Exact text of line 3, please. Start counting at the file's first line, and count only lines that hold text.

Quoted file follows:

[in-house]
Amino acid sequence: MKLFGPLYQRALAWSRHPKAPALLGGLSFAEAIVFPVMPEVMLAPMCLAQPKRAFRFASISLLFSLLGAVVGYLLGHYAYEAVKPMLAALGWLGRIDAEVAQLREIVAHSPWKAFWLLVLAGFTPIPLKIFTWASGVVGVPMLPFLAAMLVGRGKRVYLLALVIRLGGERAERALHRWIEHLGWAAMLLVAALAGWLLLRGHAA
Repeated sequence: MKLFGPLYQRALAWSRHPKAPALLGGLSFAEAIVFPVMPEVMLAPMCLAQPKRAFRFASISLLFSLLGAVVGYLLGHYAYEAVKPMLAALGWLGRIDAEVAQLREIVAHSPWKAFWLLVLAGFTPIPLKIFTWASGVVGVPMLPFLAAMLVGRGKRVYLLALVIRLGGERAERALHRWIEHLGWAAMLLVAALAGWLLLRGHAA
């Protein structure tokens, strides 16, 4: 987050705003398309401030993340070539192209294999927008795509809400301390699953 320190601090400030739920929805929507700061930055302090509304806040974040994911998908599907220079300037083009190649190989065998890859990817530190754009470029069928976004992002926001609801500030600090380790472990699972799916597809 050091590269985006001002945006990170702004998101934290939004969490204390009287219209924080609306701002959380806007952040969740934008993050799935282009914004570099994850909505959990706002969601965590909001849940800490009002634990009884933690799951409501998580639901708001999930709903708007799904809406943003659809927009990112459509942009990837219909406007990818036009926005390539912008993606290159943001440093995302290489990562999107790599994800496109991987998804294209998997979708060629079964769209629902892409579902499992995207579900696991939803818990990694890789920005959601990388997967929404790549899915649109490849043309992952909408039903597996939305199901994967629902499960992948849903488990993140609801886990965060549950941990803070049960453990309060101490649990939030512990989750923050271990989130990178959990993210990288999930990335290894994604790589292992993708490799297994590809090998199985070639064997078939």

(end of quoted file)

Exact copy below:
Repeated sequence: MKLFGPLYQRALAWSRHPKAPALLGGLSFAEAIVFPVMPEVMLAPMCLAQPKRAFRFASISLLFSLLGAVVGYLLGHYAYEAVKPMLAALGWLGRIDAEVAQLREIVAHSPWKAFWLLVLAGFTPIPLKIFTWASGVVGVPMLPFLAAMLVGRGKRVYLLALVIRLGGERAERALHRWIEHLGWAAMLLVAALAGWLLLRGHAA